Demeanor – As you’d probably expect, given the confidence his Revis comments showed, Hill is pretty excitable, gets fired up after big plays and shows some cockiness. Maybe that’s something this team could use. However, reports suggested that he was disgruntled with his lack of opportunities in 2009 and displayed poor body language, so it might be a challenge to keep him happy.
As noted earlier, Hill was with the Broncos in preseason. He had a good game in Week 1, but didn’t do much thereafter. Here’s a detailed breakdown of the plays he was involved in:
Week 1 at Chicago
– With four minutes left in the second quarter, he looked sharp as he caught a pass on an in-route from the outside and slipped two tackles, stopped just short of the goal line on a six yard play.
– Went deep down the sideline but the pass hung in the air and the safety came over to break it up.
– Lined up out wide and made a catch over the middle with a defender on his back for 10 on 2nd and 11.
– 19-yard TD on a quick slant as he caught the ball in stride and dragged the defender over the goal line.
Week 2 v Seattle
– Late in the third quarter, he lined up as a gunner on the punt team and made the tackle, getting off his block to shove Leon Washington out of bounds. However, he didn’t get down there too fast and it was a 12 yard return.
– Hill was in on 10 offensive snaps, but only targeted once. He was open on the outside, but the throw was wide and out of his reach as he made a diving attempt.
Week 3 v San Francisco
– With 2:36 to go, Hill caught a 21-yard pass but it was negated by a holding penalty. The protection broke down and the quarterback started to scramble, then flipped a shovel pass to Hill in the flat. He broke a tackle to get the downfield yardage.
– On the next play, Hill ran a curl route downfield, but dropped the ball badly as he started turning upfield before securing the catch. This was his only official target for Hill in 27 snaps.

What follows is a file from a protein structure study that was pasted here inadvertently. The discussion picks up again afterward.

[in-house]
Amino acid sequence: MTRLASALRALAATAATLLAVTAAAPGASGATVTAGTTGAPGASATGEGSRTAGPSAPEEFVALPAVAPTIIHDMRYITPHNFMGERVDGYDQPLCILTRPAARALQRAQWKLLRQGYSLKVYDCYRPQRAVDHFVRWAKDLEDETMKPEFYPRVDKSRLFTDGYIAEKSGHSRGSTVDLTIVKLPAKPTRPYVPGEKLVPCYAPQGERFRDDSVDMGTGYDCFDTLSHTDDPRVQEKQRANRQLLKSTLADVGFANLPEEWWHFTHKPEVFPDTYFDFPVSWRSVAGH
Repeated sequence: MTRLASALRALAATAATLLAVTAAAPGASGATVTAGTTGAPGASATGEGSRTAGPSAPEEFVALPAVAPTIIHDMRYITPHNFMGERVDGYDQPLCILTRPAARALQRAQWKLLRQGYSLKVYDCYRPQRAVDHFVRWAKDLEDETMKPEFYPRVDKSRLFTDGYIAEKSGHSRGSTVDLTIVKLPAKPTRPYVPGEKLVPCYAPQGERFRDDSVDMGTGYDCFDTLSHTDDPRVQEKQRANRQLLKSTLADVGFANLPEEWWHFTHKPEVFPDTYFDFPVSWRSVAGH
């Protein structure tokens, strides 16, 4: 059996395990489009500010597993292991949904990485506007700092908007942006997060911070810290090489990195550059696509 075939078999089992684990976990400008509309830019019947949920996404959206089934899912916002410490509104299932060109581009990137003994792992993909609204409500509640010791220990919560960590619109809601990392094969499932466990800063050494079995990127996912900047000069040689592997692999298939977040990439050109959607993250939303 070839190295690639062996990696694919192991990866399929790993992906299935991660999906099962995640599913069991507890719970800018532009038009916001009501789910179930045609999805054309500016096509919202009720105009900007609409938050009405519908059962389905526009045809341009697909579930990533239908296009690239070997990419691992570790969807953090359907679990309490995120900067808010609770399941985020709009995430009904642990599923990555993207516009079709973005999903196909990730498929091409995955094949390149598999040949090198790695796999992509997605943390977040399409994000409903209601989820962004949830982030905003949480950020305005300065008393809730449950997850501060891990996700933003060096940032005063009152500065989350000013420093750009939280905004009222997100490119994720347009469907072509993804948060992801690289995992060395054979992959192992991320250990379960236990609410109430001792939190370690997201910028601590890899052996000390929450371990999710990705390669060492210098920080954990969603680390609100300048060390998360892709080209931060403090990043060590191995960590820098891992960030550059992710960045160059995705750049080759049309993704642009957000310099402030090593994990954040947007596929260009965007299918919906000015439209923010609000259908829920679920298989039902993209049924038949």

Week 4 at Arizona
– On the third play of the game, Hill caught a pass but was stopped for no gain. Patrick Peterson read the bubble screen perfectly and dropped Hill as soon as he caught the ball.
– Shortly before half time, he went deep, but Mike Adams made a leaping breakup as he was right with Hill. He was just targeted twice in 37 snaps.
I’m not sure what kind of shape Hill will be in, but in preseason he looked pretty sharp, other than that one drop. In terms of how he can be best used by the Jets, I’m not sure that’s been determined yet. In his career so far, he has been a possession receiver (with a high catch rate and a low average) and more of a downfield threat (with a high average and a low catch rate).
Hill is an NFL-level talent with some good physical ability, but has never really lived up to his potential and – as you’d expect from anyone available at this point of the season – isn’t close to being an elite receiver. However, he has some experience and some residual upside, so it could prove to be a positive move for the Jets.
I’d expect his reps to be restricted at first, because he’ll need some time to learn the playbook, but once he’s ready (assuming he’s in good shape too), I’d expect him to compete for playing time with Stephen Hill and Chaz Schilens on the outside. Hopefully, the Jets will have upgraded the position here, but read what you may into the fact they can do that with an unsigned veteran off the street.